Toxic Chemical Spill in China Threatens Drinking Water and Spurs Public Outcry

Mayor of the Chinese city of Changzhi issues a rare apology for delay in disclosing chemical plant leak. Officials in China’s northern Shanxi province didn’t receive a report from the city about the spill until five days after the Dec. 31 incident, even though it should have been reported within two hours, the state Xinhua News Agency said. Nine tons of aniline, a colorless and poisonous liquid, leaked into the Zhuozhang River, threatening the drinking water supply downstream in Hebei province. The spill, from a ruptured pipe, led to the cutoff of water to 1 million people and added to concern over the safety of China’s scarce water supplies. In response, authorities fired four chemical plant officials and closed more than 100 other plants for inspections. The Financial Times, BloombergShanghai Daily

Japan to investigate reported dumping of radioactive debris from ruined Fukushima Daiichi plant. Reporters with Japan’s The Asahi Shimbun newspaper found that cleanup crews working near the nuclear plant, which suffered meltdowns in 2011, “dumped soil and leaves contaminated with radioactive fallout into rivers.” The journalists also observed, “Water sprayed on contaminated buildings has been allowed to drain back into the environment. And supervisors have instructed workers to ignore rules on proper collection and disposal of the radioactive waste.” At a news conference today, Japan’s chief cabinet secretary promised “stern measures” will be taken after the government investigates. The Asahi Shimbun, The New York Times 

Australia considers raising cigarette prices to more than $20 a pack. A proposal to raise billions of dollars, and deter smoking, by raising tobacco taxes repeatedly over the next five years is part of Australia’s latest National Tobacco Strategy. The increases, if approved, eventually would impose taxes of more than $13 a pack on cigarettes. That’s more than three times the highest cigarette tax in the U.S., the $4.35-a-pack levy in New York State. Supporters of the proposal cite studies suggesting that, for every 10 percent increase in cost, there is a 4 percent reduction in the rate of those who smoke. The plan is certain to be fought by tobacco companies which, as FairWarning has reported, are contesting the nation’s law requiring plain packaging for cigarettes. The Australian, Forbes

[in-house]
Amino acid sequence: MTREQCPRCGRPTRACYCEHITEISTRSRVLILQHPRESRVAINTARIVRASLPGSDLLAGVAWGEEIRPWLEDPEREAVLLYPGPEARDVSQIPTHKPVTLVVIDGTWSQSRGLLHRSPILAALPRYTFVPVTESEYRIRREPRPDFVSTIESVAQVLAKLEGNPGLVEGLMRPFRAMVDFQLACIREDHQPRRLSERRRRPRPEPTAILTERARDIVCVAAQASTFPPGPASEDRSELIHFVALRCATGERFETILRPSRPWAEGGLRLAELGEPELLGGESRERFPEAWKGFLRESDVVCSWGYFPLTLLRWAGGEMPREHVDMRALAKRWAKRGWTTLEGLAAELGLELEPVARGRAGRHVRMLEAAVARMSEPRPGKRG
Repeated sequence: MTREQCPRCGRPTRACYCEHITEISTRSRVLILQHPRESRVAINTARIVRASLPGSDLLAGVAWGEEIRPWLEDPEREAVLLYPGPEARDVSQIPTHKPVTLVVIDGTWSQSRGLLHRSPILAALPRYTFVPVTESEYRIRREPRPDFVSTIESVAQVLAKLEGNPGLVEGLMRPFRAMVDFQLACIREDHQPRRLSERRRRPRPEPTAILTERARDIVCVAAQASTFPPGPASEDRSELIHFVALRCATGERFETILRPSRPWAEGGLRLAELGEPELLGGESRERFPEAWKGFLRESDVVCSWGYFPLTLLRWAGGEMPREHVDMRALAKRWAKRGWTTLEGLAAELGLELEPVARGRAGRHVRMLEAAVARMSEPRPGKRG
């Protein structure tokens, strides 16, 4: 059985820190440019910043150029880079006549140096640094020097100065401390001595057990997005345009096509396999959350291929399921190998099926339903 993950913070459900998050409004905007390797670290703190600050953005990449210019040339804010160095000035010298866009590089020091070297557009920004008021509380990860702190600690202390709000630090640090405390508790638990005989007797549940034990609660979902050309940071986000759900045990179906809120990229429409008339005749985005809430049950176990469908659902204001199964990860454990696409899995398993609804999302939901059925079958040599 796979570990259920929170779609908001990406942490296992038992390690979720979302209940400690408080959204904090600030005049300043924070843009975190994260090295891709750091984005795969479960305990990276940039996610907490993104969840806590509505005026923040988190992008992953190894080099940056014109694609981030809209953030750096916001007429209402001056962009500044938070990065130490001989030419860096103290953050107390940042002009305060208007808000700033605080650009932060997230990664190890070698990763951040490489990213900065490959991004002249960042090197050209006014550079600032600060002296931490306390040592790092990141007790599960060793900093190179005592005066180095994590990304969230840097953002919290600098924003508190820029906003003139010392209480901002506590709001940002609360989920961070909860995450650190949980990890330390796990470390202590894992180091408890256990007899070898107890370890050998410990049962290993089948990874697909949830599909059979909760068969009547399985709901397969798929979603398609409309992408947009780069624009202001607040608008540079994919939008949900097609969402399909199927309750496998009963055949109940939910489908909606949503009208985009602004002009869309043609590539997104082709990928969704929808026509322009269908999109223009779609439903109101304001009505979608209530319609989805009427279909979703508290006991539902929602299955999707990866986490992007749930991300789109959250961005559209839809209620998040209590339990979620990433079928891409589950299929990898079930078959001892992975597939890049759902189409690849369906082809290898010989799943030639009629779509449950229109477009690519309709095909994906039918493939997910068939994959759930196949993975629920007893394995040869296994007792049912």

Obama administration proposes new food safety standards. The proposals by the Food and Drug Administration are part of a fundamental change aimed at preventing contamination rather than simply reacting to outbreaks of food-borne illnesses. Every year tainted foods sicken an estimated 48 million Americans and kill 3,000. Under the proposals, produce farmers would be required to ensure that their crops aren’t tainted by bad water or animal waste. Food-processing companies would be required to design and document sanitary measures. The proposals stem from a broader food-safety bill that President Obama signed two years ago and that many lawmakers, consumer advocates and industry officials say has taken far too long to implement. The Washington Post

Prospects for air pollution rules complicated by departure of EPA administrator. The head of the Environmental Protection Agency, Lisa Jackson, plans to leave this month, as the EPA continues to work on controversial air quality regulations that would limit sulfur in gasoline and greenhouse gas emissions from new power plants. The timing could add heat to Senate Republicans’ scrutiny of whomever the White House nominates to be the next EPA chief. Environmentalists have long pressed EPA to move forward on both rules, and a regulatory agenda that the agency recently sent to the White House shows both are slated to be released by April. Republicans have accused EPA of turning out a stream of new regulations that hinder job creation. GreenWire

Compiled by Stuart Silverstein

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